CNN  — 

The Democratic National Committee in February announced new rules for the first two presidential primary debates of the 2020 election cycle, set for June and July. Anticipating a historically large field, the DNC said that a maximum of 20 candidates could qualify for the debates, and that the eventual field for each debate would be divided into two randomized lineups, to debate across two nights.

In announcing the new debate rules, the DNC set two potential qualification requirements for the field:

  • Achieve at least 1% support in three polls from an approved list of pollsters
  • Receive campaign contributions from 65,000 unique donors, including 200 donors each from 20 different states

In the event that more than 20 candidates met at least one of those thresholds, the DNC said cuts would be made prioritizing candidates who met both thresholds, first based on average performance in qualifying polls, then, if a further tiebreaker is needed, by number of unique donors.

With 23 Democratic candidates now running for president, at least three won’t make the debate stage.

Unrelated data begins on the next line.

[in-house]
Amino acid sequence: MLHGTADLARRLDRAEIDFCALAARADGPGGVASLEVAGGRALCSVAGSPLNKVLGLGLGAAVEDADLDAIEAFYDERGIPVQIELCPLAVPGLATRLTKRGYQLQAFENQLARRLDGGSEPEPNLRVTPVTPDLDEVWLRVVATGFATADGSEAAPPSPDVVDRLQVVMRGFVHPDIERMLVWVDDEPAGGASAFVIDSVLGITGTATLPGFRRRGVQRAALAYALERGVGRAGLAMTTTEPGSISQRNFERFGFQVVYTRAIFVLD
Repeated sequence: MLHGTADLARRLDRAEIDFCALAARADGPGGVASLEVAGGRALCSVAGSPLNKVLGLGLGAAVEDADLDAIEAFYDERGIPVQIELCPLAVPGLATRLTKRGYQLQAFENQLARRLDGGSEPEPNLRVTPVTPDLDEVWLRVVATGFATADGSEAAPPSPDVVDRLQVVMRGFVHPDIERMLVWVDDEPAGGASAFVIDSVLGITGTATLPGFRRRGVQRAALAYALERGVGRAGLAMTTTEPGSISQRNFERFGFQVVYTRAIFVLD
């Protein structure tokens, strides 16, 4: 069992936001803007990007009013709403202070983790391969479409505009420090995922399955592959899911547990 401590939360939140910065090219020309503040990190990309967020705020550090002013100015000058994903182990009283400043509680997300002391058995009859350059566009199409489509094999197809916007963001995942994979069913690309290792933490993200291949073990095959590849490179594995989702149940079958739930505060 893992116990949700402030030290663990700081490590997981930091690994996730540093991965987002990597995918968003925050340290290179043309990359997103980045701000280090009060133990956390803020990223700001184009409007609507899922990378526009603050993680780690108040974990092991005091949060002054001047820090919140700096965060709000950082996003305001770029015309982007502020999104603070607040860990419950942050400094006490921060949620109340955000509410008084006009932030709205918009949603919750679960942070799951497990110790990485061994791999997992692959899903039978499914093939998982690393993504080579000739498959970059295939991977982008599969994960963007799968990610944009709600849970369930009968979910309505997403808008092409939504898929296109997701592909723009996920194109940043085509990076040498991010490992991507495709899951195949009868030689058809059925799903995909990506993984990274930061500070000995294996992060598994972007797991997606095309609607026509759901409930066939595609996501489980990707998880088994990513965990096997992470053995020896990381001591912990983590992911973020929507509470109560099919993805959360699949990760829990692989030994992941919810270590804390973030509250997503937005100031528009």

As of June 4, 13 declared candidates say they have hit the 65,000 unique donor threshold, while 20 have hit the polling threshold. Seven candidates have hit the polling threshold without hitting the fundraising threshold.

Colorado Sen. Michael Bennet hit the polling threshold with CNN’s latest 2020 primary poll, released June 4, becoming the 20th candidate to qualify for the debate and filling (for now) the final spot on the stage for the first two debates.

Montana Gov. Steve Bullock, Massachusetts Rep. Seth Moulton and Miramar, Florida, Mayor Wayne Messam are the remaining Democrats who have yet to meet either the polling or fundraising qualification, and should any of them do so, the DNC’s elimination rules kick in.